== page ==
About 57 percent of Los Angeles County voters in November approved Measure B, requiring the use of condoms in all adult films produced within the county.

The Adult Industry Medical Healthcare Foundation conducts regular screenings of porn performers, which has minimized the spread of HIV and other diseases. But James was believed to have contracted the virus during a film shoot in Brazil, and transmitted it to several actresses here in California before he tested positive a few weeks later in 2004.

UPDATE @ 2:22 P.M.: Remarkably, this isn’t the only condom legislation the Assembly is rolling out (or on) today.

Assemblyman Tom Ammiano, D-San Francisco, just announced he has introduced a bill that would further public health goals by ending the criminalization of condom possession among sex workers.

AB 336 would end the practice by which police use the possession of one or more prophylactics as a factor in prostitution arrests and prosecution. Researchers believe this change would help stem the spread of HIV and other sexually transmitted diseases.

“The police have plenty of other criteria they can use in determining who should be arrested as a prostitute, but condoms are the only effective deterrent to the spread of HIV,” Ammiano said in a news release. “We have to encourage safe-sex practices, not frighten people into spreading disease.”

A researcher presenting a study at the International AIDS Conference in 2012 called for just this kind of legislation to resolve the dilemma of sex workers who feel they must decide between being arrested and protecting themselves for sexually transmitted diseases. Condom use during prostitution also protects customers and families of both parties.

The bill would not prevent the police from identifying or arresting suspected prostitutes. Law enforcement could still use other factors – things like presence in known prostitution areas, approaching cars, manner of dress, possession of sex toys or lubricants, possession of large amounts of cash – as evidence.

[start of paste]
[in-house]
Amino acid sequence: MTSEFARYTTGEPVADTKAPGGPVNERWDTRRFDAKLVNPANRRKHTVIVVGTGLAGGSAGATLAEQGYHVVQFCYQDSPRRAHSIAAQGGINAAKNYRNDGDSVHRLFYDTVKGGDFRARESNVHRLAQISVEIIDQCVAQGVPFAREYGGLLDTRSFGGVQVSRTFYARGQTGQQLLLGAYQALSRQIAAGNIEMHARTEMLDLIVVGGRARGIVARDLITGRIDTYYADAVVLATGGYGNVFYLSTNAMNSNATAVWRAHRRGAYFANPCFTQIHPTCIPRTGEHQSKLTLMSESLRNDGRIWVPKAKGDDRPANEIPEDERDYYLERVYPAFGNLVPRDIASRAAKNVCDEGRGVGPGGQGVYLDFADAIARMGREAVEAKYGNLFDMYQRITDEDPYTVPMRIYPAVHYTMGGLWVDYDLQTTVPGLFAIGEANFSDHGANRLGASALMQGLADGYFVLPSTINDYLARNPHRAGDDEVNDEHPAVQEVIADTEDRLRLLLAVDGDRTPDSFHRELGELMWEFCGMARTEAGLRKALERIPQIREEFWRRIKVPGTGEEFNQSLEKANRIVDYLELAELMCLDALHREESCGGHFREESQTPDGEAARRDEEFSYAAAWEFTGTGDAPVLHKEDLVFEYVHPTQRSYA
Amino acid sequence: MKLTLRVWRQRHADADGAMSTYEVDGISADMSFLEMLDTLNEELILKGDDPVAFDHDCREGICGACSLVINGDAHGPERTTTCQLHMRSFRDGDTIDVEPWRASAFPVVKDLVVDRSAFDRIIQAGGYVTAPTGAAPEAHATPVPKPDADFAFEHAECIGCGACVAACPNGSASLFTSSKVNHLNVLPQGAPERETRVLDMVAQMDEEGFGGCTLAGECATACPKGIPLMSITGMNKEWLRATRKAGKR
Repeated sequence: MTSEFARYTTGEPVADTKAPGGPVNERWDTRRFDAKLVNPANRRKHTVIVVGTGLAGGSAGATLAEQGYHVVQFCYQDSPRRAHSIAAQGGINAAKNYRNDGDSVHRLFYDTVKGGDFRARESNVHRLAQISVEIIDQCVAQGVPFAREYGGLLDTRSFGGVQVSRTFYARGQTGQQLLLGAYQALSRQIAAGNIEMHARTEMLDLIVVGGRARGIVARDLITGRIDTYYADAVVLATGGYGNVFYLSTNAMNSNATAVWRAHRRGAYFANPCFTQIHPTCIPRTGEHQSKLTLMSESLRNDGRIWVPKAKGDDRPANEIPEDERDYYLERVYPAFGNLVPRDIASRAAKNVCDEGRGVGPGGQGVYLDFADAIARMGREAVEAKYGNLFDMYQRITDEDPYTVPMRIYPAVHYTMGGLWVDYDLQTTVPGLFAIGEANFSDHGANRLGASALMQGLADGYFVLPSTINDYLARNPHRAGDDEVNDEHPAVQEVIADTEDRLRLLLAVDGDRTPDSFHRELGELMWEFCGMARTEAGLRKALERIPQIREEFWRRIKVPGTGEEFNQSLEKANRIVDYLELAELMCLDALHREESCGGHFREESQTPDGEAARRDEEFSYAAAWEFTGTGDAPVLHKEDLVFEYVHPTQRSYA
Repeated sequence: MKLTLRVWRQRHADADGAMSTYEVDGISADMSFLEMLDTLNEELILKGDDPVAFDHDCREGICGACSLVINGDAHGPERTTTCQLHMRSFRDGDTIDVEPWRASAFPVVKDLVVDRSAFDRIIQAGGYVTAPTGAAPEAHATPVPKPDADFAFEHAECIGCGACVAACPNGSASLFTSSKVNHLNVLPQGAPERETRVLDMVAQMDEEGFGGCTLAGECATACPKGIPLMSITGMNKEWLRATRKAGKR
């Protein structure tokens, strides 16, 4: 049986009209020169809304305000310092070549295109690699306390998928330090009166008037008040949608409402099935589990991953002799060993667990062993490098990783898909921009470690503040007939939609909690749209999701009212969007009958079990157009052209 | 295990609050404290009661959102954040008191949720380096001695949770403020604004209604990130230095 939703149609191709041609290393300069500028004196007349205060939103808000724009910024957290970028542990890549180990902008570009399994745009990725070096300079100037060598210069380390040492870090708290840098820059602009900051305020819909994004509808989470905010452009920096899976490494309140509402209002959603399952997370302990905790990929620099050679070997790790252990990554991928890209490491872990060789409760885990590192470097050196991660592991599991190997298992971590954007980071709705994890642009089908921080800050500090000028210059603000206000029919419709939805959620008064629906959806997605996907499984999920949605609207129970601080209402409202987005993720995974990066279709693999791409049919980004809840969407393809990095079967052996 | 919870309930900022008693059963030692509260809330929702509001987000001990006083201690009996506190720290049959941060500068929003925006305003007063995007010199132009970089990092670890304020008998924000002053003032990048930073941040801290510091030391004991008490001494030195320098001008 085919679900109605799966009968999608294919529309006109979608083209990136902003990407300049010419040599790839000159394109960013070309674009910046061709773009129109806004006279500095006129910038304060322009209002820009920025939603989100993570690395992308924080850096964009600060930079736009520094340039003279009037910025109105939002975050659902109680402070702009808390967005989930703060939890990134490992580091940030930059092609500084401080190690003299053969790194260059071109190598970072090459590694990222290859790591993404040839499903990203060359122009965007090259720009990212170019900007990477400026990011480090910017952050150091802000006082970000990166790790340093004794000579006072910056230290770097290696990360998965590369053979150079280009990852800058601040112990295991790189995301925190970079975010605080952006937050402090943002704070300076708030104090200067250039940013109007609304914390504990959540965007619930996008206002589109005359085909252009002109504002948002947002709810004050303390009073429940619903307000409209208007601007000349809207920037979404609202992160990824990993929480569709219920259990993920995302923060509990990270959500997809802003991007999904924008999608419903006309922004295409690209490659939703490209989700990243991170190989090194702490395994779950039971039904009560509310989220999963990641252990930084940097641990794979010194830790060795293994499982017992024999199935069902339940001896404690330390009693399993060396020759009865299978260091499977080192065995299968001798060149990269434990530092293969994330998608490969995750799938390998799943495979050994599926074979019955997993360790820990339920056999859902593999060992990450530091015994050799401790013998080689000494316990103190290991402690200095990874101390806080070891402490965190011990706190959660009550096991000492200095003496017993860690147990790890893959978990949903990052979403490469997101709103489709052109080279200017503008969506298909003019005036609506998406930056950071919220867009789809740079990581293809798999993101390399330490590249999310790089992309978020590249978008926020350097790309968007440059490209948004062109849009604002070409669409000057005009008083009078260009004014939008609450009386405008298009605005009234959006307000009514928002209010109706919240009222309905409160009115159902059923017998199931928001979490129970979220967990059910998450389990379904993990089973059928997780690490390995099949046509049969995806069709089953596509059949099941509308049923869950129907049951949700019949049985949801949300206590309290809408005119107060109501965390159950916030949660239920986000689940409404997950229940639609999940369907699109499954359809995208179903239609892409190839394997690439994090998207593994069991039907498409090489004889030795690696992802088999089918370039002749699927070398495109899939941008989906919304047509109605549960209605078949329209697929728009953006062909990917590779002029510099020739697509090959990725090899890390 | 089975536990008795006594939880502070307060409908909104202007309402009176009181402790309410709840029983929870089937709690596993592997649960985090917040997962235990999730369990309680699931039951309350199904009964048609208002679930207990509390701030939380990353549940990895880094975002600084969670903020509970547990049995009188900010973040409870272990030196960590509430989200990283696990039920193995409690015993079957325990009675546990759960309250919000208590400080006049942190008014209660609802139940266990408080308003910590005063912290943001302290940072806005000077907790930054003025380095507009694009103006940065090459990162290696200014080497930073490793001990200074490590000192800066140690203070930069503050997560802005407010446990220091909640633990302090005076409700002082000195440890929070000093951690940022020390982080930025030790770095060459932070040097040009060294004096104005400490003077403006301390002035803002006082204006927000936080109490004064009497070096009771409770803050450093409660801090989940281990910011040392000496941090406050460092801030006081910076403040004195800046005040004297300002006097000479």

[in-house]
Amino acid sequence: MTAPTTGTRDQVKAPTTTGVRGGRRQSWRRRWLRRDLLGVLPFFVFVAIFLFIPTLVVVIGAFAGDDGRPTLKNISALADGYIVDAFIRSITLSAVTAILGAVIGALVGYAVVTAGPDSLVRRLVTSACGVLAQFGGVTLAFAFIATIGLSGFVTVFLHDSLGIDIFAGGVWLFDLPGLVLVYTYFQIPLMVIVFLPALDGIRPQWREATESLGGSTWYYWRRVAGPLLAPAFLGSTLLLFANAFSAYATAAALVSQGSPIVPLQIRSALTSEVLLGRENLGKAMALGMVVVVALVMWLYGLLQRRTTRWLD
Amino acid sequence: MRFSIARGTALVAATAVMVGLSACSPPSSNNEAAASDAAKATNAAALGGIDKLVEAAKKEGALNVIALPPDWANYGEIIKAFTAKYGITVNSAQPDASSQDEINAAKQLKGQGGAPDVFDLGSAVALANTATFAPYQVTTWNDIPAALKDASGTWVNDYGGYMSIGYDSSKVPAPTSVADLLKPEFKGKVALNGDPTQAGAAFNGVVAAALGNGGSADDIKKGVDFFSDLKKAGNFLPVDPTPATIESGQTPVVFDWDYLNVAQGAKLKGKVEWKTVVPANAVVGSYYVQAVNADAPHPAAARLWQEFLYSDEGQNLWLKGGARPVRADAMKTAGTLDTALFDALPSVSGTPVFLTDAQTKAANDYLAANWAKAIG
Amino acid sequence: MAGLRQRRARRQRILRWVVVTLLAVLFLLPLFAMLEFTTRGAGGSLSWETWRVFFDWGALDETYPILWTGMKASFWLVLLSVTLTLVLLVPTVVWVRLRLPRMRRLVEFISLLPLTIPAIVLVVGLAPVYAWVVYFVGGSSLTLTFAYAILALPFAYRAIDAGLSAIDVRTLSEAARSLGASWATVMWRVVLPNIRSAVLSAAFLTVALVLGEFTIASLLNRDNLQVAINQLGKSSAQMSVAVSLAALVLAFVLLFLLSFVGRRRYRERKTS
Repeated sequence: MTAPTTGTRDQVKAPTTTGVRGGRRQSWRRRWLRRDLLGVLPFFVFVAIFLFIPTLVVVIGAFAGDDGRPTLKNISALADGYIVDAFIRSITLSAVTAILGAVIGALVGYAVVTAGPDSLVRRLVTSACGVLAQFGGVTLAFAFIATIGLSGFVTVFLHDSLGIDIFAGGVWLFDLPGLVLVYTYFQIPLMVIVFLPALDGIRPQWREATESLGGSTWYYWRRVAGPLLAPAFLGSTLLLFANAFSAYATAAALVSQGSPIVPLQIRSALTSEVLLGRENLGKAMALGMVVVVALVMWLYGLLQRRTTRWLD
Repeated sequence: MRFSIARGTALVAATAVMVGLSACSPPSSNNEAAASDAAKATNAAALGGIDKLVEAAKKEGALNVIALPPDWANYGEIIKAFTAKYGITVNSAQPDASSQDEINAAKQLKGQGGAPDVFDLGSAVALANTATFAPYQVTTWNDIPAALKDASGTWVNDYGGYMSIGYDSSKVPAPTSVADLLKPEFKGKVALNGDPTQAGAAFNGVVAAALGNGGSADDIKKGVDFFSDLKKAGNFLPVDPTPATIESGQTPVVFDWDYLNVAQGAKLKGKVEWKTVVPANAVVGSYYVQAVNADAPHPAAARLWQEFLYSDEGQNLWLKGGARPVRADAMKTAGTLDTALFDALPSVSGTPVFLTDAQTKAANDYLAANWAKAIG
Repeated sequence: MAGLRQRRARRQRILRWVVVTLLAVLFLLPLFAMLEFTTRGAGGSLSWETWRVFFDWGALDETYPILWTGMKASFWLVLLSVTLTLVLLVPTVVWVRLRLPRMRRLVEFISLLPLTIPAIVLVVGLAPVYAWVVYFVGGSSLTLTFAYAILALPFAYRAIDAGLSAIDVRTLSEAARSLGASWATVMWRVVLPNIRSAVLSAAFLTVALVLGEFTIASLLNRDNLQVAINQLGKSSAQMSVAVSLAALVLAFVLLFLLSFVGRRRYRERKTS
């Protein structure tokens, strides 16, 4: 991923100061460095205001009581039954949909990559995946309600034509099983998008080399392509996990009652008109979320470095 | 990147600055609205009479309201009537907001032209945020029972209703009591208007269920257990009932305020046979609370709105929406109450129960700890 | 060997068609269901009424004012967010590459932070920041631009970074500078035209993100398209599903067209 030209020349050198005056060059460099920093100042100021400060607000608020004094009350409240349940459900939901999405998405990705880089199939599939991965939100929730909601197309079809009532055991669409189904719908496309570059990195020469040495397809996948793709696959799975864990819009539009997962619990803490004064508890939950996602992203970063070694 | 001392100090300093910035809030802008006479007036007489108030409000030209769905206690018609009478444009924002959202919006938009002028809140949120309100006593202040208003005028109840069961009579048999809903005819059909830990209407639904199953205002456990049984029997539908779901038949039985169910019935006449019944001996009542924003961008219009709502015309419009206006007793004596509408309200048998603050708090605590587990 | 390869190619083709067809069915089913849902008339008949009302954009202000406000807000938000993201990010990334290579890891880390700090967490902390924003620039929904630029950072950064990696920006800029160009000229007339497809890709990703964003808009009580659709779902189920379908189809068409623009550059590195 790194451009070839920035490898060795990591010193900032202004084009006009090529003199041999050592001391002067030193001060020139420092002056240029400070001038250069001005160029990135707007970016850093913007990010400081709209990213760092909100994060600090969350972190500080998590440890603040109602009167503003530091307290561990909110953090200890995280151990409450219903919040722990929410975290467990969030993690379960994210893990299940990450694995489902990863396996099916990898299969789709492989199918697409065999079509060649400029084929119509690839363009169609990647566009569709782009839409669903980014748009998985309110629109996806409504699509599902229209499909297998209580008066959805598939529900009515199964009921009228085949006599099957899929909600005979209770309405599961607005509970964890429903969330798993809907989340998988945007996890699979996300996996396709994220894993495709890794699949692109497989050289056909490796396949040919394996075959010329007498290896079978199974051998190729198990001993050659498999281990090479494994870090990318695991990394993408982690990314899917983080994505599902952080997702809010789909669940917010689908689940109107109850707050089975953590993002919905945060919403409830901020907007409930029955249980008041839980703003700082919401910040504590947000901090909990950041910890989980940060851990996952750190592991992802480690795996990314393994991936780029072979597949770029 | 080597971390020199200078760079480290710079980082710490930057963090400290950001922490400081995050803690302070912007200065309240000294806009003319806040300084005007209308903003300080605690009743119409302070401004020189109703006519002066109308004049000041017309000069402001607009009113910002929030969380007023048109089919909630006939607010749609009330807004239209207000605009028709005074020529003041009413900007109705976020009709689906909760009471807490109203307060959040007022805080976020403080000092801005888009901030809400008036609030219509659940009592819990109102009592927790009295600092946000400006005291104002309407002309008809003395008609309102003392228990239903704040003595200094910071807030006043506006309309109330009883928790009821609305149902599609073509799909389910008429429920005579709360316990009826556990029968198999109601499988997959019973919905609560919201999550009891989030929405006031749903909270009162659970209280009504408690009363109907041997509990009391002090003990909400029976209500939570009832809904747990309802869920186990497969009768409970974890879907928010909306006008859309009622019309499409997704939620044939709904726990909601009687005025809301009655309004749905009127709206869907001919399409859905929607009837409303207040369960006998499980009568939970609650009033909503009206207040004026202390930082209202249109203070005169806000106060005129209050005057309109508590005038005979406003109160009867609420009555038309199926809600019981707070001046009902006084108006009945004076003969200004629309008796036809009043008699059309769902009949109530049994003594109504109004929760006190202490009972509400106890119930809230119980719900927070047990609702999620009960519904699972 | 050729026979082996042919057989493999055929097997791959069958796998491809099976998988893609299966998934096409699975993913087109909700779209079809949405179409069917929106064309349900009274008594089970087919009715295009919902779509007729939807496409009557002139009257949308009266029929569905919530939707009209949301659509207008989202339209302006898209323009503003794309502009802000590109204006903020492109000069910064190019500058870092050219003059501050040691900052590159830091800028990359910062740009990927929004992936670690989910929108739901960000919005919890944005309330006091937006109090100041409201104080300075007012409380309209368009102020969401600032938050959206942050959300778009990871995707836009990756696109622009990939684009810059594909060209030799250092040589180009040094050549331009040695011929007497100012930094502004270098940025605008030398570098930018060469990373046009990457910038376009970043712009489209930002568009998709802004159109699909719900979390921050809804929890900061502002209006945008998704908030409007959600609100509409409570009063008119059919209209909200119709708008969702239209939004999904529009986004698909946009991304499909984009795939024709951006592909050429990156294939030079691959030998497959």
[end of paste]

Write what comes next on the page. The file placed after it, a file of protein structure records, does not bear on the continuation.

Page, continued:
“They can still arrest people under the law,” Ammiano said. “They would only be prevented from using as evidence the one thing that protects public health: condoms.”


Bills push for ammo tax, assault weapon seizure

Among the gun-control bills being rolled out by Assembly Democrats are a pair from a freshman East Bay lawmaker to tax ammunition and perhaps move toward confiscating banned assault weapons.

Assemblyman Rob Bonta’s AB 187 would place a tax on the sale of ammunition in California with proceeds going to a high-crime prevention fund that would be used in targeted areas suffering from high violent crime rates.

“In communities like Oakland and Stockton, parents are afraid to let their children play outside while gun violence ravages the streets,” Bonta, D-Oakland, said in a news release. “We must take swift action to get these communities the resources they need, and in AB 187 I propose to do so through a tax on ammunition.”